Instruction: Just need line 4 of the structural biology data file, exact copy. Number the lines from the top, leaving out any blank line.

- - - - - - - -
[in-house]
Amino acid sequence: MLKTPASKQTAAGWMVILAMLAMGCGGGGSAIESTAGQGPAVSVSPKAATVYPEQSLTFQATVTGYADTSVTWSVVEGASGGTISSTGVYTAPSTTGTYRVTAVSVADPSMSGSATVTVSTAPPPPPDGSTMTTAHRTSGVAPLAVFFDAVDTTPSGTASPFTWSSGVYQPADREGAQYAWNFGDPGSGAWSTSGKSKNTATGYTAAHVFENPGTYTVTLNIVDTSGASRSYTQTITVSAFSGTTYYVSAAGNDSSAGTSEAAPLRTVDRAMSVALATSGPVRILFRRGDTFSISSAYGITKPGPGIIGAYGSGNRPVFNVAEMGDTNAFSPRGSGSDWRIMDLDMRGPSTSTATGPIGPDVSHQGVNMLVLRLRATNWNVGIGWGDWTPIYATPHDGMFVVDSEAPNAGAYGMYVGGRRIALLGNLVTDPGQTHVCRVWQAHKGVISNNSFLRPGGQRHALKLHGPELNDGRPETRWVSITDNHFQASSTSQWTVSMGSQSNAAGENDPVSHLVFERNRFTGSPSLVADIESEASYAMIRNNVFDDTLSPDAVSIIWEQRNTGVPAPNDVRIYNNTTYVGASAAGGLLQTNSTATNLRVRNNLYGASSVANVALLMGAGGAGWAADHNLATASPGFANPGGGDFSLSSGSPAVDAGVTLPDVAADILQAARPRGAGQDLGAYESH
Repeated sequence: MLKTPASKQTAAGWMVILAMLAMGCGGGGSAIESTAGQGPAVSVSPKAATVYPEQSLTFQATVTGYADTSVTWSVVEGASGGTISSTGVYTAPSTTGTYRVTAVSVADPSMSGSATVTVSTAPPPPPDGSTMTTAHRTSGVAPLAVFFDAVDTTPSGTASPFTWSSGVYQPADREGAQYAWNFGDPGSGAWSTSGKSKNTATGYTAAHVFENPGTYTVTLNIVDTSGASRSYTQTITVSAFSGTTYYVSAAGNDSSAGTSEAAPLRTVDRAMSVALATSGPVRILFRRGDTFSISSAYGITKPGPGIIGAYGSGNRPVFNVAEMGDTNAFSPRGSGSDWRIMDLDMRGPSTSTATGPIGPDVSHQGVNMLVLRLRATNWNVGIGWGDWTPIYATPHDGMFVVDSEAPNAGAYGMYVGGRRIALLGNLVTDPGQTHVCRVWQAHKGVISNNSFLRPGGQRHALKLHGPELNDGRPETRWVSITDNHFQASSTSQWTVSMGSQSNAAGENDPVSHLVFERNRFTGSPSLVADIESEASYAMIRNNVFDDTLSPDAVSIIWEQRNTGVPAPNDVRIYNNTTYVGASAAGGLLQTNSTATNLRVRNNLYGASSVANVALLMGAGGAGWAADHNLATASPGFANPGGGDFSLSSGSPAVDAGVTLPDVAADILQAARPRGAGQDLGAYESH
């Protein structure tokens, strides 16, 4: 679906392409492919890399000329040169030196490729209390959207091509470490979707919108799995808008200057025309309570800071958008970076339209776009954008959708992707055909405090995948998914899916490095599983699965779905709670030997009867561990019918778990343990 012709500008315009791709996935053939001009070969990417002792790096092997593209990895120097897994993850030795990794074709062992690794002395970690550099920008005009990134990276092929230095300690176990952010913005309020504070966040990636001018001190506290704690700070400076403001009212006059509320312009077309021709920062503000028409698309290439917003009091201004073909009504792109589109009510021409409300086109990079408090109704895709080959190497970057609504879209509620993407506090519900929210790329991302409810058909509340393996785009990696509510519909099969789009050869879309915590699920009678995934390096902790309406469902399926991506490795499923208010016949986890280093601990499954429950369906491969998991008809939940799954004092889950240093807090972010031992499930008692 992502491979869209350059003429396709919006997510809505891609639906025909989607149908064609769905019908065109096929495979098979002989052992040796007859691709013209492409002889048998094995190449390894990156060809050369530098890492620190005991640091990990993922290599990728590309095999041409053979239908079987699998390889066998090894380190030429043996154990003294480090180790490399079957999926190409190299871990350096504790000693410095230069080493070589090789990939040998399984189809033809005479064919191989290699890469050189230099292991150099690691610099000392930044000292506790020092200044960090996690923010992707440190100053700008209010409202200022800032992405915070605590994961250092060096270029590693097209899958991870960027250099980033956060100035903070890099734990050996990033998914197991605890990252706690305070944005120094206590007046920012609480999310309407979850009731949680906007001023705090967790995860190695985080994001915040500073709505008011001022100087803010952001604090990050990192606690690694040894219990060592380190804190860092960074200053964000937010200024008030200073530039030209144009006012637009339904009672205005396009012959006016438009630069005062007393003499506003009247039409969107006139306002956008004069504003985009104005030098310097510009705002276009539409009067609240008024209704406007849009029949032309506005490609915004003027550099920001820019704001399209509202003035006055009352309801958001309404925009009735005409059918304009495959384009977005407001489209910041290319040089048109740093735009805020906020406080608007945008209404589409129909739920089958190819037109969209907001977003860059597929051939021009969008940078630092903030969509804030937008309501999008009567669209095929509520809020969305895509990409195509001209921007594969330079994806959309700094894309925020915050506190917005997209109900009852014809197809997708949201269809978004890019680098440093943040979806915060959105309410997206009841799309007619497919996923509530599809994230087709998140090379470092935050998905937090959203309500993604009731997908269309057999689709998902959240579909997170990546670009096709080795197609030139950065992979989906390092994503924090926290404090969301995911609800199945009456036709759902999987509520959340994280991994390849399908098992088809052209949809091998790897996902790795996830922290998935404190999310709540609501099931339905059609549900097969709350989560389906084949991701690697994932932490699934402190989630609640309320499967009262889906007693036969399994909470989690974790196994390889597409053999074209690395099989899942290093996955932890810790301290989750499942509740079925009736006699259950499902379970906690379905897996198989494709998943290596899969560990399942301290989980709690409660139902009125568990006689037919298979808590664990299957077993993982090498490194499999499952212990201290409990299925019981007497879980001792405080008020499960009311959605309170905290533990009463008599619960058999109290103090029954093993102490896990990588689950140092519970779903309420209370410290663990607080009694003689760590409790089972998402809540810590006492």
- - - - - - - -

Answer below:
């Protein structure tokens, strides 16, 4: 679906392409492919890399000329040169030196490729209390959207091509470490979707919108799995808008200057025309309570800071958008970076339209776009954008959708992707055909405090995948998914899916490095599983699965779905709670030997009867561990019918778990343990 012709500008315009791709996935053939001009070969990417002792790096092997593209990895120097897994993850030795990794074709062992690794002395970690550099920008005009990134990276092929230095300690176990952010913005309020504070966040990636001018001190506290704690700070400076403001009212006059509320312009077309021709920062503000028409698309290439917003009091201004073909009504792109589109009510021409409300086109990079408090109704895709080959190497970057609504879209509620993407506090519900929210790329991302409810058909509340393996785009990696509510519909099969789009050869879309915590699920009678995934390096902790309406469902399926991506490795499923208010016949986890280093601990499954429950369906491969998991008809939940799954004092889950240093807090972010031992499930008692 992502491979869209350059003429396709919006997510809505891609639906025909989607149908064609769905019908065109096929495979098979002989052992040796007859691709013209492409002889048998094995190449390894990156060809050369530098890492620190005991640091990990993922290599990728590309095999041409053979239908079987699998390889066998090894380190030429043996154990003294480090180790490399079957999926190409190299871990350096504790000693410095230069080493070589090789990939040998399984189809033809005479064919191989290699890469050189230099292991150099690691610099000392930044000292506790020092200044960090996690923010992707440190100053700008209010409202200022800032992405915070605590994961250092060096270029590693097209899958991870960027250099980033956060100035903070890099734990050996990033998914197991605890990252706690305070944005120094206590007046920012609480999310309407979850009731949680906007001023705090967790995860190695985080994001915040500073709505008011001022100087803010952001604090990050990192606690690694040894219990060592380190804190860092960074200053964000937010200024008030200073530039030209144009006012637009339904009672205005396009012959006016438009630069005062007393003499506003009247039409969107006139306002956008004069504003985009104005030098310097510009705002276009539409009067609240008024209704406007849009029949032309506005490609915004003027550099920001820019704001399209509202003035006055009352309801958001309404925009009735005409059918304009495959384009977005407001489209910041290319040089048109740093735009805020906020406080608007945008209404589409129909739920089958190819037109969209907001977003860059597929051939021009969008940078630092903030969509804030937008309501999008009567669209095929509520809020969305895509990409195509001209921007594969330079994806959309700094894309925020915050506190917005997209109900009852014809197809997708949201269809978004890019680098440093943040979806915060959105309410997206009841799309007619497919996923509530599809994230087709998140090379470092935050998905937090959203309500993604009731997908269309057999689709998902959240579909997170990546670009096709080795197609030139950065992979989906390092994503924090926290404090969301995911609800199945009456036709759902999987509520959340994280991994390849399908098992088809052209949809091998790897996902790795996830922290998935404190999310709540609501099931339905059609549900097969709350989560389906084949991701690697994932932490699934402190989630609640309320499967009262889906007693036969399994909470989690974790196994390889597409053999074209690395099989899942290093996955932890810790301290989750499942509740079925009736006699259950499902379970906690379905897996198989494709998943290596899969560990399942301290989980709690409660139902009125568990006689037919298979808590664990299957077993993982090498490194499999499952212990201290409990299925019981007497879980001792405080008020499960009311959605309170905290533990009463008599619960058999109290103090029954093993102490896990990588689950140092519970779903309420209370410290663990607080009694003689760590409790089972998402809540810590006492």